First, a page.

Just how much are Americans impulse buying?

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Those candies, snacks, batteries, greeting cards, magazines, beverages et al aren’t deployed at the checkout lanes for nothing.

Impulse buying — triggered at the register, in the aisles, at the display case/window or, increasingly, online — is embedded deep within the U.S. consumer, and retailers know it. A new poll from deal-sharing platform Slickdeals gives an idea of just how much impulse purchases have taken hold of Americans.

A survey of 2,000 U.S. shoppers by OnePoll for Slickdeals found that one in five purchases are impulse buys — with individuals making 156 impulse buys a year, or about three per week. The top items scooped up: food and groceries (71%), clothing (53%), household items (33%), takeout (29%) and shoes (28%).

Duane Reade shopper_Penn StationSeventy-five percent of respondents said they buy candy at the checkout counter, 32% purchase food after passing a nearby restaurant and 25% buy a pair of shoes when they see them in the store.

Emotions also come into play with impulse buying. The survey revealed that people tend to make impulse purchases more when they’re happy and excited than when they’re sad or stressed. And most impulse buys (54%) are made for yourself.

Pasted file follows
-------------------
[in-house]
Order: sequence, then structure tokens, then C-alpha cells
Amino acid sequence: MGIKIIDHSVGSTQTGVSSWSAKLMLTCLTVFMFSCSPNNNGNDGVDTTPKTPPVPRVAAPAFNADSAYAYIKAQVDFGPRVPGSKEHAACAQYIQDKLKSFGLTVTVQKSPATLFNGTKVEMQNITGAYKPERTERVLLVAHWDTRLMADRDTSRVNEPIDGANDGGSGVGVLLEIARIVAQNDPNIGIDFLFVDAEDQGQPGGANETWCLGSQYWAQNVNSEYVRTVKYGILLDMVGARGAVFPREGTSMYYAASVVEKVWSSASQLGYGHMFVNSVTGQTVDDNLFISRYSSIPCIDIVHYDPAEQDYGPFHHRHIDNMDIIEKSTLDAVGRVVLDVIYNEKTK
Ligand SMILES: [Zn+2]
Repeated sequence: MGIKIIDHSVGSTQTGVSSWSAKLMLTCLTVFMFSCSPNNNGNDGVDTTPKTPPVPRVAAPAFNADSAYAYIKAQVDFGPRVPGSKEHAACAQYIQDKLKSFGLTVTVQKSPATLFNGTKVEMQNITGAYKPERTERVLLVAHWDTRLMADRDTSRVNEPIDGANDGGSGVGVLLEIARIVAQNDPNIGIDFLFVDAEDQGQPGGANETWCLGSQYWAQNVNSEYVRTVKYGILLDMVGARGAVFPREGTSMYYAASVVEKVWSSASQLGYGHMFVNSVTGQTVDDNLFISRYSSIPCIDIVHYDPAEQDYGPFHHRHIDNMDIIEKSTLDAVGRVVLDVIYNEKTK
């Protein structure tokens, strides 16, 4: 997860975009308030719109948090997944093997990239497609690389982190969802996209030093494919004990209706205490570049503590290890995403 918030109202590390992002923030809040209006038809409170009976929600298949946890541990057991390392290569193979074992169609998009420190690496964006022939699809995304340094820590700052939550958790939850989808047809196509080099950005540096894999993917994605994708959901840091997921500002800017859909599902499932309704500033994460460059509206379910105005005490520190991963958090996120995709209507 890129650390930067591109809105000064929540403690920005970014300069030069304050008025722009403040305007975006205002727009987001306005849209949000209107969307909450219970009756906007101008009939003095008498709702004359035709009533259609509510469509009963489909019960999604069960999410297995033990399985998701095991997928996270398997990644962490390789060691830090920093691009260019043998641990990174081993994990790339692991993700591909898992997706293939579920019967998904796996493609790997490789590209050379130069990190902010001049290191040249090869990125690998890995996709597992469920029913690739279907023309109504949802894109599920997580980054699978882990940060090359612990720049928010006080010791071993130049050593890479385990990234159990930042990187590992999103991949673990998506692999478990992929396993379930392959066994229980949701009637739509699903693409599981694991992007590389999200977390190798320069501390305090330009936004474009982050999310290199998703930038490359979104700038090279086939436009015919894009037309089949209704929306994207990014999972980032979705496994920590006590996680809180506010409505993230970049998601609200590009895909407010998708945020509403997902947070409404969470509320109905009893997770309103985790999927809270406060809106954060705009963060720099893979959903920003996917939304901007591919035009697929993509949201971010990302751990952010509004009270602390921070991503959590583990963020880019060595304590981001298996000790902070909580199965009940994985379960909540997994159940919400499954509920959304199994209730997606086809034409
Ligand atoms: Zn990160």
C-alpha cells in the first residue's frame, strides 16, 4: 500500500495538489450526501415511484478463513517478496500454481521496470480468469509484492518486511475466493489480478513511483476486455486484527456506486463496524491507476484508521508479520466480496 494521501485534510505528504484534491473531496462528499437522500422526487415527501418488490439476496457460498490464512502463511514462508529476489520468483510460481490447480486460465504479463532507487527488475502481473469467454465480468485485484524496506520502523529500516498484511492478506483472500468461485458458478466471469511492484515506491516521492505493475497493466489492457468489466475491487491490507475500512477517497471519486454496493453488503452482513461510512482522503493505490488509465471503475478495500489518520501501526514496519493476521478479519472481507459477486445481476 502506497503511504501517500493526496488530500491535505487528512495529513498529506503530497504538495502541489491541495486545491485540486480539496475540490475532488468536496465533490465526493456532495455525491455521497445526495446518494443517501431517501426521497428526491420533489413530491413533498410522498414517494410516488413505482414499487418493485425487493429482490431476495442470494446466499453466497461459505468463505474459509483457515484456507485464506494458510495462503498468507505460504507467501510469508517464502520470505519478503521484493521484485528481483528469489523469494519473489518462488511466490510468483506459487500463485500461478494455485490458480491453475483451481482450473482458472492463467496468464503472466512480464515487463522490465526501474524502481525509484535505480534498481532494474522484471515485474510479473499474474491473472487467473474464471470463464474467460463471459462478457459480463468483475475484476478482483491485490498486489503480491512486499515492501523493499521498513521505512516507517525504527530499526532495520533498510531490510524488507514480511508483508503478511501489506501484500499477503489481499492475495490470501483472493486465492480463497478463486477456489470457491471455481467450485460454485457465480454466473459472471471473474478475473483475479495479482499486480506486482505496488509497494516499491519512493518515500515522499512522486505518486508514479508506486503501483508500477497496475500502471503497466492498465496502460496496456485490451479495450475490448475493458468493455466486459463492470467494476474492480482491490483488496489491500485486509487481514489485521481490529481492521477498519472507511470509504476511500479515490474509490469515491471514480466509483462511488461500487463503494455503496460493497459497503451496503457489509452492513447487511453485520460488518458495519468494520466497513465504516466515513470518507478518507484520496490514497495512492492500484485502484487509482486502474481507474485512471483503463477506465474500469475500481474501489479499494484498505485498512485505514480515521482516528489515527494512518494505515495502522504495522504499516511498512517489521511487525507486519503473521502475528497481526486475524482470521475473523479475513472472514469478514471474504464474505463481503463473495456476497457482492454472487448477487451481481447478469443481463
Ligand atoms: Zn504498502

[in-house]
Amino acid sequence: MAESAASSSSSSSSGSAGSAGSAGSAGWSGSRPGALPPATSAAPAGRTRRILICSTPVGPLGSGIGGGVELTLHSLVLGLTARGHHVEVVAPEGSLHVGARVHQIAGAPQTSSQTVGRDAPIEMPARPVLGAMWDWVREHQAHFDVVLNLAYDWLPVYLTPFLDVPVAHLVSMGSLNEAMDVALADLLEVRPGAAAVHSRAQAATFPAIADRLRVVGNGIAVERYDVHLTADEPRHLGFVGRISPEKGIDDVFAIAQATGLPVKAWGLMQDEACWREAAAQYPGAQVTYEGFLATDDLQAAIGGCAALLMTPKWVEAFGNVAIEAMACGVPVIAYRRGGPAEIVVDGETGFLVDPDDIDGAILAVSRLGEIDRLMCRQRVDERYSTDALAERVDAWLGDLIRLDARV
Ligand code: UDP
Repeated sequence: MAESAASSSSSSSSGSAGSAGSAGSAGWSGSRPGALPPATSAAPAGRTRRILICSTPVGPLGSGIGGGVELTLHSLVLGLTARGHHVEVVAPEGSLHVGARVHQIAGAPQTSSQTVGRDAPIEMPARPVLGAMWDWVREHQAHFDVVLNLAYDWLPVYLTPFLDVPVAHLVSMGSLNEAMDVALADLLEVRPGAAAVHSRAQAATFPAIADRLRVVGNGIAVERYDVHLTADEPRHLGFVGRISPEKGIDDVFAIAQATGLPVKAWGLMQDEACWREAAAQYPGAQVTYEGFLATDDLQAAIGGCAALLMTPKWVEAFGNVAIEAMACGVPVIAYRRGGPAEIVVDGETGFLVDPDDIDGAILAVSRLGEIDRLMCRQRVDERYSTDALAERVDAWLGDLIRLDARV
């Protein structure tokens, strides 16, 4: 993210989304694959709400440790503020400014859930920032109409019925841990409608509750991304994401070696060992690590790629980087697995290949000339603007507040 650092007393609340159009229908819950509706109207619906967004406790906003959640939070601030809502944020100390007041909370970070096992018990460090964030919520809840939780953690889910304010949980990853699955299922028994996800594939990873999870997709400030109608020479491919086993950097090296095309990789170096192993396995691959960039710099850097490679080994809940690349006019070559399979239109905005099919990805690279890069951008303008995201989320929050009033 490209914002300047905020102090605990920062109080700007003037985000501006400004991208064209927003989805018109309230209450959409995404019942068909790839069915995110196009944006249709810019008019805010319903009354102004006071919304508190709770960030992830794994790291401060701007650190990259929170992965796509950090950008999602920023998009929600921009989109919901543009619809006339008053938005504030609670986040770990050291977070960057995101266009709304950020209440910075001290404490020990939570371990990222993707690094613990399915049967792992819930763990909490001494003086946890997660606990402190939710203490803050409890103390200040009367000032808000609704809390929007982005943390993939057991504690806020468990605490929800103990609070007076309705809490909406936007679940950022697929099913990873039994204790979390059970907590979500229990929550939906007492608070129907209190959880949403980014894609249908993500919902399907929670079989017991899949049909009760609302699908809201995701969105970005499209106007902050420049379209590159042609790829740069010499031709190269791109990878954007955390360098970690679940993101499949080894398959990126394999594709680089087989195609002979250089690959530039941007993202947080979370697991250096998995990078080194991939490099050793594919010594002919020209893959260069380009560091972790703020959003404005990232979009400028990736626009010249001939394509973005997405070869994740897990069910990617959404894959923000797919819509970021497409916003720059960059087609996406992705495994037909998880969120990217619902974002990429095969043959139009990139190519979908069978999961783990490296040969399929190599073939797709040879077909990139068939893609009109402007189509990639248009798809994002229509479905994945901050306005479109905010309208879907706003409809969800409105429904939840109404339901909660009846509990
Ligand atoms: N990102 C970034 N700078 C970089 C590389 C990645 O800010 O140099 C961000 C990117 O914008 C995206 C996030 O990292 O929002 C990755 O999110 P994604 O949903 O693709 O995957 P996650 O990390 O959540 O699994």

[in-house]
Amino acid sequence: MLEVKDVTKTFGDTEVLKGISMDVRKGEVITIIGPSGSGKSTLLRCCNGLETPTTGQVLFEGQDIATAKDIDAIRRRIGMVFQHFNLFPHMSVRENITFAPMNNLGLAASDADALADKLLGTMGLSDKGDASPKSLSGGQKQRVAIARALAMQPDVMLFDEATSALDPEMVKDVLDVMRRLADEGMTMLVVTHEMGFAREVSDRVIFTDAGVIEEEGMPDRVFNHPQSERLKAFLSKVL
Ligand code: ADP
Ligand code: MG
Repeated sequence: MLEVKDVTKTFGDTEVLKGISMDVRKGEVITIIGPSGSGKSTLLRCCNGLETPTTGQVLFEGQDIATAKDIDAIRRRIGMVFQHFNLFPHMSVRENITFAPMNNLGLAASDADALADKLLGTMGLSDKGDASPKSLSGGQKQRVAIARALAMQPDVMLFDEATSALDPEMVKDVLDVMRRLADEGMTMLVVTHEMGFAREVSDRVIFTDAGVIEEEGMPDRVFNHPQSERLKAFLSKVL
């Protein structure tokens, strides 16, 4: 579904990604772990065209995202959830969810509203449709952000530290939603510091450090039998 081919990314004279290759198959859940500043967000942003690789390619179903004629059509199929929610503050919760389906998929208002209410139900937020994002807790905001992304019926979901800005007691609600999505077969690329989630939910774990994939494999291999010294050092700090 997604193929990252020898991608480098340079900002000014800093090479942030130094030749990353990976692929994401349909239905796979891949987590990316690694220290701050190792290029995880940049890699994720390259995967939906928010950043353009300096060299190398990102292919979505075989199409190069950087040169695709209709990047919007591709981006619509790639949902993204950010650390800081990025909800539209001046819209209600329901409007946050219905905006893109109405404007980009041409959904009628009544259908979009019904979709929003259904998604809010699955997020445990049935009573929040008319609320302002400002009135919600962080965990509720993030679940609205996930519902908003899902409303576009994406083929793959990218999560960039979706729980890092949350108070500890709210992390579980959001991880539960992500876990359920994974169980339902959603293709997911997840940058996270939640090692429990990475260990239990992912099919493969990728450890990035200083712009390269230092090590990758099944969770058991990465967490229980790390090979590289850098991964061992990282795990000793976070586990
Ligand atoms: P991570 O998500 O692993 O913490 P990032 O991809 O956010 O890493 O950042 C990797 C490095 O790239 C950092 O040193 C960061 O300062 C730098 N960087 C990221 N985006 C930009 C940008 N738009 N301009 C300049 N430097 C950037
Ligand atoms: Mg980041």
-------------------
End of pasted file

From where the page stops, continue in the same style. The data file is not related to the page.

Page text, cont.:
Dollarwise, the tally for impulse spending comes to $450 monthly, $5,400 annually and $324,000 over the course of a lifetime, the Slickdeals-OnePoll study found.

The survey also has good news for consumer coupon/savings websites and retailers focusing on personalization: Deals spur impulse buying.

Of those polled, 64% said they shop impulsively if there’s a deal on a product. Forty percent went out and bought something because of a coupon they received in the mail, and 33% made a purchase after getting an emailed coupon.

What’s more, about one in five respondents (21%) reported that they tend to impulse buy while online.

While impulse purchases can be tough to control, Slickdeals CEO Josh Meyers had some advice for consumers so they get more out of impulse shopping than just a depleted wallet or purse and heavier credit card balances.

“Impulse purchasing in the traditional sense can put a dent in your personal finances, but there is a way to turn the tables. You can buy impulsively and get the rush of getting a great deal, but do it sensibly by buying things you’ll need later on,” according to Meyers. “For instance, you can buy a birthday or Christmas present for family and friends months in advance, or you can stock up on household essentials with promotions and discount codes from big name retailers such as Target, Walmart and Amazon.”


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